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Hosts in the lead
Published in Al-Ahram Weekly on 22 - 11 - 2007

With only five days to go for the culmination of the Pan-Arab Games, host country Egypt maintains the lead by a huge margin, reports Inas Mazhar
Eleven days into the 11th edition of the Pan-Arab Games, most of the competitions have already been decided with Egypt winning more than a hundred gold medals so far.
By day nine, Egypt had won a total of 252 medals including 104 gold, 83 silver and 65 bronze. Second and third respectively, by a huge margin, were Tunisia and Algeria. The Tunisians claimed 47 gold medals, 25 silver and 31 bronze, winning a total of 103, while the Algerians won 23 gold medals, 31 silver and 37 bronze, collecting a total of 91 medals. Qatar, which is currently preparing a serious bid for the 2016 Olympic Games, came fourth with a total of 24 medals: 10 gold, seven silver and seven bronze. Meanwhile Morocco came fifth, with a total of 50 medals: eight gold, 15 silver and 27 bronze.
The two-week Games are being held in eight different Egyptian governorates: Cairo, Giza, Alexandria, Ismailia, Port Said, North Sinai, Assiut and Aswan.
Egypt won medals in the following events: 18 in archery, including six gold, five silver and seven bronze; three silver medals in Bowling; ten medals in camel racing including four gold and six silver; a gold and a silver in cycling; three gold, seven silver and four bronze in equestrianism; eight gold, three silver and seven bronze in fencing; 12 gold, 10 silver and five bronze in gymnastics; five gold, four silver and three bronze in judo; six gold, one silver and two bronze in rowing; five gold, one silver and two bronze in sailing; seven gold, four silver and three bronze in shooting; two gold, two silver and two bronze in squash; 12 gold, 13 silver and 16 bronze in swimming; two gold, one silver and three bronze in tennis; six gold , three silver and three bronze in taekwondo; one bronze in volleyball; a gold in water polo; six gold, three silver and four bronze in wrestling; and of course the major harvest was reaped in weightlifting as usual, with 23 gold, 16 silver and three bronze medals.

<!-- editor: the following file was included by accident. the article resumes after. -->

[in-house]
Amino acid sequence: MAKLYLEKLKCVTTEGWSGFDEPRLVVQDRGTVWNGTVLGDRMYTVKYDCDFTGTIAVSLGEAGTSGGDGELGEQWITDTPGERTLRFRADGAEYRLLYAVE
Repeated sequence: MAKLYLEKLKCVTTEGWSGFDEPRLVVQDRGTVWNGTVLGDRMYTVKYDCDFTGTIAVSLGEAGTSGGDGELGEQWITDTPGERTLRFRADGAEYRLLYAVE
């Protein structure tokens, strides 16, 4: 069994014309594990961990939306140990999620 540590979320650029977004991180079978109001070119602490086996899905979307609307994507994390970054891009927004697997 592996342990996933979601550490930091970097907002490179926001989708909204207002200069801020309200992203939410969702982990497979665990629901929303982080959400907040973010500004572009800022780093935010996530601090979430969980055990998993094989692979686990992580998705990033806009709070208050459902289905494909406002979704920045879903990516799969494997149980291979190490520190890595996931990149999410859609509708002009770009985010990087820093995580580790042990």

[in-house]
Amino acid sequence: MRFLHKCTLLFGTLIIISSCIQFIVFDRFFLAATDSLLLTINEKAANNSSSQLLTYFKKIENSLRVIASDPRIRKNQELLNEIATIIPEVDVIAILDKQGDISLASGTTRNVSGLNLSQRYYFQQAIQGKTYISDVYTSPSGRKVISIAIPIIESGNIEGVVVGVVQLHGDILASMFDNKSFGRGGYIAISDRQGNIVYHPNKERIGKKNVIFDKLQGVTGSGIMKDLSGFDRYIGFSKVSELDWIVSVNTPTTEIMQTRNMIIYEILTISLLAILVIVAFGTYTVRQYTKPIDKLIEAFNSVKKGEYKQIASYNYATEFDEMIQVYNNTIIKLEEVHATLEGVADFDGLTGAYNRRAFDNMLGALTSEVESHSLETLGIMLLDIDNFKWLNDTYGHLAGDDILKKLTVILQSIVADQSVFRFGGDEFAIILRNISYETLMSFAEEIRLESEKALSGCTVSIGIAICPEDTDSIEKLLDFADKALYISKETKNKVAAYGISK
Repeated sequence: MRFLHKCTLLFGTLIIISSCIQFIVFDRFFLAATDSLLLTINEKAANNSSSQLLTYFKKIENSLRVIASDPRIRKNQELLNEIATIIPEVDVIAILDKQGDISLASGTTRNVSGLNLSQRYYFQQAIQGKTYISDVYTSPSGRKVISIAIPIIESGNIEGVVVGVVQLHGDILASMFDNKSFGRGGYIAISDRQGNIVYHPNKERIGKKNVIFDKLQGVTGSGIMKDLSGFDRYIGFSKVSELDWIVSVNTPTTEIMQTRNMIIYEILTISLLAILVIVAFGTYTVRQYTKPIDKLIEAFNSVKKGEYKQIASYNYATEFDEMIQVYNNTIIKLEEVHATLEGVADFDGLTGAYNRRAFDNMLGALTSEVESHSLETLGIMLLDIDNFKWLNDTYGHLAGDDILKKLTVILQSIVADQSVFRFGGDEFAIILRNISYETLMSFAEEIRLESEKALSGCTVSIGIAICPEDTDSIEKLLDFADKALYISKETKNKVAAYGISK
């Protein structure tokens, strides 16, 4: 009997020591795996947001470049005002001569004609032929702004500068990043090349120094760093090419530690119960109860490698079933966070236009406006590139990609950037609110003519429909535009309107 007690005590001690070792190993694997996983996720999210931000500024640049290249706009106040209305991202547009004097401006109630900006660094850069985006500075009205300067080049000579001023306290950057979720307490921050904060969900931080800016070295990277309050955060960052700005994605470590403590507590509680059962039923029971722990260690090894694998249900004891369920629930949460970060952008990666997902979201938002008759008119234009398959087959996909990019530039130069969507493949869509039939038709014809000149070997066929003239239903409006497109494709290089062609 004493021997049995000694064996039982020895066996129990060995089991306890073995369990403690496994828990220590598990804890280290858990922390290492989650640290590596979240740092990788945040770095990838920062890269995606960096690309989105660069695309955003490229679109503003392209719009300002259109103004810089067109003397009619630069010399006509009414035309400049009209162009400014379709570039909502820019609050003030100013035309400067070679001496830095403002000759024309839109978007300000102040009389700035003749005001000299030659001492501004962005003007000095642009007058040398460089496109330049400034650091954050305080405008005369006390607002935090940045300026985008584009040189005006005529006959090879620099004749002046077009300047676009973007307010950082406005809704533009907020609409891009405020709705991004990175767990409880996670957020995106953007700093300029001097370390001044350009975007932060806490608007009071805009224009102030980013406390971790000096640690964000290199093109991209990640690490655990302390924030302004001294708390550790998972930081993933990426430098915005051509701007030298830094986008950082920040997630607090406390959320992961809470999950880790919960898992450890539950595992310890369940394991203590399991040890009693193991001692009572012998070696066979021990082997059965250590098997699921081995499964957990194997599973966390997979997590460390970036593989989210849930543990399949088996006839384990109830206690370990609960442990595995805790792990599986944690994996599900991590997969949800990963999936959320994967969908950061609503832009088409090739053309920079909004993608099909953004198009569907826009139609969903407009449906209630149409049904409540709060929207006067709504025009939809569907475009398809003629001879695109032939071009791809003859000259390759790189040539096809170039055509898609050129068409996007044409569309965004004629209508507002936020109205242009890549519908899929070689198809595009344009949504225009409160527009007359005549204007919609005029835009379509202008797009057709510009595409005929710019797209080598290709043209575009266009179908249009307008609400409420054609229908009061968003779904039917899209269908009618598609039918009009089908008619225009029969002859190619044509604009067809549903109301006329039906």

Local swimmers dominated the pool with an overall 41 medals. However, the lead went to the Tunisian swimmers who won 16 gold medals, thanks to their superstar Marwa Al-Mathlouthi who alone claimed nine gold medals of the 16 total, and was crowned the female superstar swimmer of the Pan-Arab Games. She thus equalled the record of the Egyptian golden fish Rania Elwani, who claimed nine gold medals and two silvers in the Eighth Pan-Arab Games in Beirut ten years ago.
This year's Games also unveiled some other superstars, including Heba Khaled El-Bourini who claimed four gold medals and two silvers in the rhythmic gymnastics competition. El-Bourini, aged 14, captured the hearts of the spectators as she smoothly and elegantly performed her routines winning the all-round individual gold medal, which included the four apparatuses (the hoop, the ribbon, the ball and the rope).
With a surprise victory over Saudi Arabia, Libya heated up the football competition. Saudi Arabia was, together with Egypt, the favourite for the event's gold medal. But against the odds, Libya beat Saudi Arabia 2-1, paving the way for a tough clash between Egypt and Libya in their decisive game Wednesday. The winner of that game will no doubt take the gold.